Holiday reading: 25 books to read on the beach
As you head off, don’t forget to squeeze some of these into your suitcase
Photograph: Christian Wheatley/Vetta/ Getty Images
Lying in Wait
By Liz Nugent (Penguin Ireland, £12.99) After the huge success of her debut novel, Unravelling Oliver, Liz Nugent introduces us to another terrifying and privileged monster. Andrew and Lydia Fitzsimons, a judge and his wife from south Co Dublin, have killed a young woman called Annie Doyle and buried her in their back garden. Lydia is determined to keep their son Laurence in the dark, but the young man starts to suspect his parents were involved in the woman’s much-publicised disappearance. As his quest to discover the truth leads him into contact with Annie’s bereft family, Laurence finds himself on a dangerous path that can only end in emotional betrayal. This is an unputdownable psychological thriller with an ending that lingers in the mind long after turning the final page.
By Curtis Sittenfeld (Borough Press, £14.99) Do we really need an updated version of Pride and Prejudice? This hugely entertaining novel by the author of Prep and American Wife proves that we do. Lizzie Bennet is a magazine journalist in her late 30s who returns to the family home in Cincinnati with elder sister Jane after their father has a heart attack. They meet Chip Bingley, a rich young doctor who is also a reality-TV star, having appeared on the dating show Eligible, and his neurosurgeon friend Fitzwilliam Darcy. The reader can guess what happens next – though only up to a point. While major plot points remain the same, Eligible is delightfully unpredictable. A must for Austen fans and novices alike.
By MR Carey (Orbit, £16.99) Jess Moulson is in prison for a crime she doesn’t remember. She’s been convicted of killing the small boy who lived in the flat above her own by setting her flat on fire. Unsure of her own innocence and unable to bear the thought of what she might have done, Jess is determined to starve herself to death – until she gets a visit from Alex, the boy whose death she may have caused. But what exactly is Alex? And why are he and Jess now appearing in the other inmates’ dreams? While Jess is determined to uncover the truth about Alex’s death and visitations, the other residents of Fellside – a private prison in the wilds of Yorkshire – are engaging in dangerous power games. MR Carey’s previous novel, The Girl With All the Gifts, was one of the best horror novels of the last decade, and Fellside confirms his status as one of Britain’s most original genre writers.
By Nina Stibbe (Penguin Viking, £12.99) I can’t think of another novel published this year that I’ve enjoyed more than Paradise Lodge, Nina Stibbe’s second novel. It’s 1977 and teenager Lizzie Vogel has got a job in a rural nursing home. She finds herself fitting in surprisingly well with her new colleagues and clients, and when the owner’s wife leaves to start a rival nursing home, she joins the mission to save the lodge. But meanwhile, she’s neglecting her schoolwork and falling for her frenemy’s boyfriend, and her always troubled mother is planning a wedding. Deadpan, funny and sometimes heartbreaking, Stibbe’s voice is utterly unique, and Paradise Lodge is a joy.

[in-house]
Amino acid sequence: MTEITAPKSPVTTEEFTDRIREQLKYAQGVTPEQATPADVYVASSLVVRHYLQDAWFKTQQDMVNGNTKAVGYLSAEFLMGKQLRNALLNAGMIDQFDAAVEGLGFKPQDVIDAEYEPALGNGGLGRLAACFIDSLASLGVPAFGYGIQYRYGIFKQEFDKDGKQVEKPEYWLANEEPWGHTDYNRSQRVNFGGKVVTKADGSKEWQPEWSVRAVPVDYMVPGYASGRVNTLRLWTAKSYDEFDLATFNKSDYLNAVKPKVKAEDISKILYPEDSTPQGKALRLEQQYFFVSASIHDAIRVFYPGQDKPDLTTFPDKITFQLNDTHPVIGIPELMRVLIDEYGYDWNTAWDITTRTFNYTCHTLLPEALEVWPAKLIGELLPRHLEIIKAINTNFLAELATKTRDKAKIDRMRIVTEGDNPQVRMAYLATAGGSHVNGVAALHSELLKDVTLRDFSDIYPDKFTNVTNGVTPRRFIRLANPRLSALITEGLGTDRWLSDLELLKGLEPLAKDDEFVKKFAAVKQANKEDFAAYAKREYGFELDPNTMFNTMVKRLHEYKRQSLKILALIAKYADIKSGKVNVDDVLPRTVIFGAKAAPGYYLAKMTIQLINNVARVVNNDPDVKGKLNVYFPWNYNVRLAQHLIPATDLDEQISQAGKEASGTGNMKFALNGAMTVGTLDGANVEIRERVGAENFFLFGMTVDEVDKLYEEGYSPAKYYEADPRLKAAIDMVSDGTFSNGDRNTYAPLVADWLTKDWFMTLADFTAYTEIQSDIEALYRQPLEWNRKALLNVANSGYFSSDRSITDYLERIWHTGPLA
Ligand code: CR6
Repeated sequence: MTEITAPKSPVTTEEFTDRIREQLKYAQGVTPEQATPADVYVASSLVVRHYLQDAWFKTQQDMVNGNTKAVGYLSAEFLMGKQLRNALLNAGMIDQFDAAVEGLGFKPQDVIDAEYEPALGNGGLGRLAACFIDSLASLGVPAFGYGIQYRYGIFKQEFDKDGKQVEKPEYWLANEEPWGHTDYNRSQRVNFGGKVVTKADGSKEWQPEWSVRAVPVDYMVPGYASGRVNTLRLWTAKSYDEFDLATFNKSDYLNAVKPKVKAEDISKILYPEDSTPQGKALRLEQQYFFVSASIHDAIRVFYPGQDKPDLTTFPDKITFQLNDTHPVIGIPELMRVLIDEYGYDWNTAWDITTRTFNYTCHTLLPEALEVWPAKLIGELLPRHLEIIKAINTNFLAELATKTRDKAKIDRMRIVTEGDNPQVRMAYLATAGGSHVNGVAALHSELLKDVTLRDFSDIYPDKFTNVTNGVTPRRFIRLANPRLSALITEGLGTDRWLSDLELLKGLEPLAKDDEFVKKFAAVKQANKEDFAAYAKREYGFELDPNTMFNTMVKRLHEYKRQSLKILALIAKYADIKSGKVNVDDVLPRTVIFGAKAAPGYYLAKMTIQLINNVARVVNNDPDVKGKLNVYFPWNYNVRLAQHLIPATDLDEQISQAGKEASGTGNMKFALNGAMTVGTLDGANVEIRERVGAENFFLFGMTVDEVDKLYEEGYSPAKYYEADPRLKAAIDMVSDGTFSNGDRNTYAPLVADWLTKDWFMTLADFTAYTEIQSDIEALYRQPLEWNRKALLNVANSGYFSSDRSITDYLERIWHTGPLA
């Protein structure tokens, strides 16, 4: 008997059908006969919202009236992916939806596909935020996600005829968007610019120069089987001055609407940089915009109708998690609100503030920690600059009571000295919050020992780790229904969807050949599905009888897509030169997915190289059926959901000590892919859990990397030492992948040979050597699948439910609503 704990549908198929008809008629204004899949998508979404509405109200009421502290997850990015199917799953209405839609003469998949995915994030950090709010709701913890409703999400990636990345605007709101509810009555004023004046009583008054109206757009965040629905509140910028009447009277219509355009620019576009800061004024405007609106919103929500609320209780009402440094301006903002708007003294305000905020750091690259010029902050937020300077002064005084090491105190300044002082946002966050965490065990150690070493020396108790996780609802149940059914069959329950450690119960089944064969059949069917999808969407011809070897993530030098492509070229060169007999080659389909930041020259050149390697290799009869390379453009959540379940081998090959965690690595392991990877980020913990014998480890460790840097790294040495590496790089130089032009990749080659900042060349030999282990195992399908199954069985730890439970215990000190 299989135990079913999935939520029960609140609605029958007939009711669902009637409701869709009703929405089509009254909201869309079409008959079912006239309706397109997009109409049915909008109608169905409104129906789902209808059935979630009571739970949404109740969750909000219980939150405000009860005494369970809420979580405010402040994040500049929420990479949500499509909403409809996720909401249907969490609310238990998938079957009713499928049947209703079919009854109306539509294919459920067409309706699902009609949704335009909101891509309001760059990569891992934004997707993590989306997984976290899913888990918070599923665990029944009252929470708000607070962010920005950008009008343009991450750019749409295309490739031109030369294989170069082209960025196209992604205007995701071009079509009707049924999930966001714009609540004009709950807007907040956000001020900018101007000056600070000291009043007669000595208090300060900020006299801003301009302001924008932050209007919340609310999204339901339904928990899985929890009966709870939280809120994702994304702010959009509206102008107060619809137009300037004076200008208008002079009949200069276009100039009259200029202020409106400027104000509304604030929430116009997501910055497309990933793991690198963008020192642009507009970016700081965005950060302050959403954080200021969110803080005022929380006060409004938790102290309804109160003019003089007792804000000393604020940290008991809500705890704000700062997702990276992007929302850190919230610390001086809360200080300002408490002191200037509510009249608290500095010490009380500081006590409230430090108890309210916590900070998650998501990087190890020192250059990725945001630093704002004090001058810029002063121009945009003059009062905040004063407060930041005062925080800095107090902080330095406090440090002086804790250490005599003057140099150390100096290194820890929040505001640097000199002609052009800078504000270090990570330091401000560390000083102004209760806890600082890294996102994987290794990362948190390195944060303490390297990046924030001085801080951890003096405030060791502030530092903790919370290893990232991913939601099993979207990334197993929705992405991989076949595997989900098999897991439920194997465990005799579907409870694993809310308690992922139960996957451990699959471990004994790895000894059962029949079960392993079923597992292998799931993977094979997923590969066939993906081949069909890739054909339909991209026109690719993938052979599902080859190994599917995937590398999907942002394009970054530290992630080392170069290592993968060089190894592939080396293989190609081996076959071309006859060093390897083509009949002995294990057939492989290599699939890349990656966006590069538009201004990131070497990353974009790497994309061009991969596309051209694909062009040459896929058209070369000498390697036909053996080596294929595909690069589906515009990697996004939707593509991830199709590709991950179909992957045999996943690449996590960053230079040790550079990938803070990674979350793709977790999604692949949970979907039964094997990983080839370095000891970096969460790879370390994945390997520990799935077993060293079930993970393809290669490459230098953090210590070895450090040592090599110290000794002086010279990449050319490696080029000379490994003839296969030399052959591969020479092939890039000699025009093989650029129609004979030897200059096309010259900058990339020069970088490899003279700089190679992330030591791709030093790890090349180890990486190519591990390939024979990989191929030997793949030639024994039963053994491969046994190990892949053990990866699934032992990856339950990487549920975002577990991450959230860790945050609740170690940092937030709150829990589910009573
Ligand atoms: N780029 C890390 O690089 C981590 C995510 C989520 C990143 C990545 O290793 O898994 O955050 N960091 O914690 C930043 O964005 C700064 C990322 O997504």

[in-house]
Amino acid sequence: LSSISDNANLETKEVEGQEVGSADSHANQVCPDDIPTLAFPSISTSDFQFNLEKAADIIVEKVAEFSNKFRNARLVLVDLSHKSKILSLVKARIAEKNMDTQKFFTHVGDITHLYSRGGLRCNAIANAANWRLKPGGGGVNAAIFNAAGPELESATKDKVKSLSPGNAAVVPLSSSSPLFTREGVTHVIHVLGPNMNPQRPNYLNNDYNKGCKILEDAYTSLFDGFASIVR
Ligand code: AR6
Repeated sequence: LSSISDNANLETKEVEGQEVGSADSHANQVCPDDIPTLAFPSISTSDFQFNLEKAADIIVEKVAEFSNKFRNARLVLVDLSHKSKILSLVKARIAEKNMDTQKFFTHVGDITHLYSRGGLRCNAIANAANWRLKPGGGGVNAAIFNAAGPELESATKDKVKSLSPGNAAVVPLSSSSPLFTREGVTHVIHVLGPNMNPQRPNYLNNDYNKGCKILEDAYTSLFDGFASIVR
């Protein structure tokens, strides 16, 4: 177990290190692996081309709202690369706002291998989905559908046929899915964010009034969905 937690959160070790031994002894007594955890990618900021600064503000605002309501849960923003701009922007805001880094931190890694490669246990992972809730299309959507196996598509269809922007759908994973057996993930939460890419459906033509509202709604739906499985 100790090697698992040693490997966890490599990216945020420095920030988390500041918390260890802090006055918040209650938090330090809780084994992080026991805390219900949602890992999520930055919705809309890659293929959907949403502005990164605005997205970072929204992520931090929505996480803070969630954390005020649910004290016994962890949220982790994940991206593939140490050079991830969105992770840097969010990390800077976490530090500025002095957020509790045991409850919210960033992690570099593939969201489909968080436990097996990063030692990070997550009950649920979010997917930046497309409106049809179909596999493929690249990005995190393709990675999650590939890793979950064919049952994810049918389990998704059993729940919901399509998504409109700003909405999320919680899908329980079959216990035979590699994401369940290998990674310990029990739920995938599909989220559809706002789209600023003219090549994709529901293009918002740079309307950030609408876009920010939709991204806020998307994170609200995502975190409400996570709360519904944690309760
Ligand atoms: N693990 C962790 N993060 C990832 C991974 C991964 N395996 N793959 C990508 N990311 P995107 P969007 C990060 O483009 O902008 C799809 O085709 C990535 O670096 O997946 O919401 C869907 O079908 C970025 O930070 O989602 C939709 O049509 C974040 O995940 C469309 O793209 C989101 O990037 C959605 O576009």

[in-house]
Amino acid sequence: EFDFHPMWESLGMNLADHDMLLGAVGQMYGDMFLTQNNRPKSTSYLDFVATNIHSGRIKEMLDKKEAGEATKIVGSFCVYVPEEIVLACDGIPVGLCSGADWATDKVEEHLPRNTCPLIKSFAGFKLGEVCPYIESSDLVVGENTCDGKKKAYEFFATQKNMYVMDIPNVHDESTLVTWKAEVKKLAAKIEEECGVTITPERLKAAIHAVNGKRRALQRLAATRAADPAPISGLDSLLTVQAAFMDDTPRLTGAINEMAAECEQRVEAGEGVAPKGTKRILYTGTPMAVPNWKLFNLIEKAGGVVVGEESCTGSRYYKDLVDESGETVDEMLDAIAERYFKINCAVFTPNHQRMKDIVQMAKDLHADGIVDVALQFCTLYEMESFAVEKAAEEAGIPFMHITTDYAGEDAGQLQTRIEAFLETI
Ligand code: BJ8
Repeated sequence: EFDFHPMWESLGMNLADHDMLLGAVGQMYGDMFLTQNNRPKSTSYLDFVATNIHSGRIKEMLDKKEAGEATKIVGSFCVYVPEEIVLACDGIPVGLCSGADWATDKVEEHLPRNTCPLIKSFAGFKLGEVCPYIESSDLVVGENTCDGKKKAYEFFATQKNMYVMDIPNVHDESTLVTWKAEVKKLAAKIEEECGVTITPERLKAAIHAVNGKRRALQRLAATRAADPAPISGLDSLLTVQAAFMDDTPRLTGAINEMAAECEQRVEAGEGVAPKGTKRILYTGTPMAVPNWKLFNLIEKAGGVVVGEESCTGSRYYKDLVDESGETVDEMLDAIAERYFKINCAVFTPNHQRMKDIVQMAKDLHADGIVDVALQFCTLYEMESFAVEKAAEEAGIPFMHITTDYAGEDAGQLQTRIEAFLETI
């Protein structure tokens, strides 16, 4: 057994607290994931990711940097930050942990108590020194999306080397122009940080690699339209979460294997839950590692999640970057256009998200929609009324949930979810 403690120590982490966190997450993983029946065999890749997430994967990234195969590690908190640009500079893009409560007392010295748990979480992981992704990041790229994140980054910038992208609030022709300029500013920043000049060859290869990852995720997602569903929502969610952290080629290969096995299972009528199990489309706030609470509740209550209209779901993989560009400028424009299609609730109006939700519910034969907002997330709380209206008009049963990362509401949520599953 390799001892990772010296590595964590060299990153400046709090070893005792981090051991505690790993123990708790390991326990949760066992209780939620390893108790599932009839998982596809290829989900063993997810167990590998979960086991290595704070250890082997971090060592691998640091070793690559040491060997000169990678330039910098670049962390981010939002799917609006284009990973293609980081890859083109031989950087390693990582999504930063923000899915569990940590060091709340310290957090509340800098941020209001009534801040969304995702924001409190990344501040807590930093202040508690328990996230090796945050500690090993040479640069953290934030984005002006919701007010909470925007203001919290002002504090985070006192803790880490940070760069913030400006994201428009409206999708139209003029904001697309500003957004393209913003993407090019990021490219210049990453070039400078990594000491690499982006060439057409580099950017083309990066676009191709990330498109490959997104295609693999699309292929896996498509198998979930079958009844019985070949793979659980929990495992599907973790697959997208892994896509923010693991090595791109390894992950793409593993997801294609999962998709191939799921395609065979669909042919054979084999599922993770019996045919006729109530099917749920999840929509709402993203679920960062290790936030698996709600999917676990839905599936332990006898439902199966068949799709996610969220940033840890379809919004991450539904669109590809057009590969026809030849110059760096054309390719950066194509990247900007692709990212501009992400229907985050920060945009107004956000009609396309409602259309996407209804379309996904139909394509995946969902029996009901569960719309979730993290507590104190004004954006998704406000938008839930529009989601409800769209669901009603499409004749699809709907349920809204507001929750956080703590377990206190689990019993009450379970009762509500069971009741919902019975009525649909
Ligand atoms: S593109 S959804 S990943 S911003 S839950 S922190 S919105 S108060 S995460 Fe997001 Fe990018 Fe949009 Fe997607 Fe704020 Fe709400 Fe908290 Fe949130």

Knights of the Borrowed Dark
By Dave Rudden (Puffin, £6.99) Denizen Hardwick is a 13-year-old orphan. His life changes forever when he is whisked away to Dublin from the Mayo orphanage where he’s lived all his life by his mysterious Aunt Vivian. It turns out that Vivian is a leader of the Knights of the Borrowed Dark, whose mission is to drive out the forces of darkness. And when a sinister trio start to cause chaos, Denizen discovers that he’s more powerful than he ever imagined. Irish writer Dave Rudden’s debut novel is an exciting, action-packed and often funny fantasy with some deliciously creepy villains and appealing heroes.
By Emma Cline (Chatto & Windus, £12.99) Teenager Evie Boyd first sees the wild girls who will change her life and horrify the world on a summer afternoon in 1969. Evie is drawn to the young women, who live in a ramshackle ranch with an unsettlingly charismatic young man called Russell. Russell dreams of music stardom and hopes a rock star acquaintance will help him get it – and when that doesn’t work out, things turn nasty. If you’re seeing similarities with the Manson family, you’re not wrong, but Emma Cline’s brilliant debut novel is no tawdry exploitation of that infamous 1960s horror. As gripping as a thriller, it’s a powerful exploration of hero worship of all kinds, and the shapes into which girls force themselves as they attempt to grow up.
The Essex Serpent
By Sarah Perry (Serpent’s Tail, £14.99) It’s 1893, and Cora Seabourne is a young widow whose husband’s death has released her from a miserable marriage. Finally free to follow her own interest in natural history, Cora heads to Essex, hoping the recent reports of a mysterious ancient serpent may possibly turn out to be proof of a “living fossil . . . a species outwitting extinction”. There she meets the local vicar, Will Ransome, and despite his scepticism about science and her lack of faith in religion, the two forge an unlikely bond. A bewitching and luminous book about science, faith and different kinds of love.
The Gene: An Intimate History
By Siddhartha Mukherjee (Bodley Head, £14.99) The gene, says Siddhartha Mukherjee, is “one of the most powerful and dangerous ideas in the history of science”. In this fascinating, complex and accessible book, Mukherjee, a Pulitzer-Prize winning author who is also an oncologist and a cancer geneticist, tells the history of a scientific idea that has transformed the way we look at biology and has been used for good and evil, taking in everything from his own family history and the groundbreaking work of Watson, Crick and Franklin to the horrific experiments of Joseph Mengele.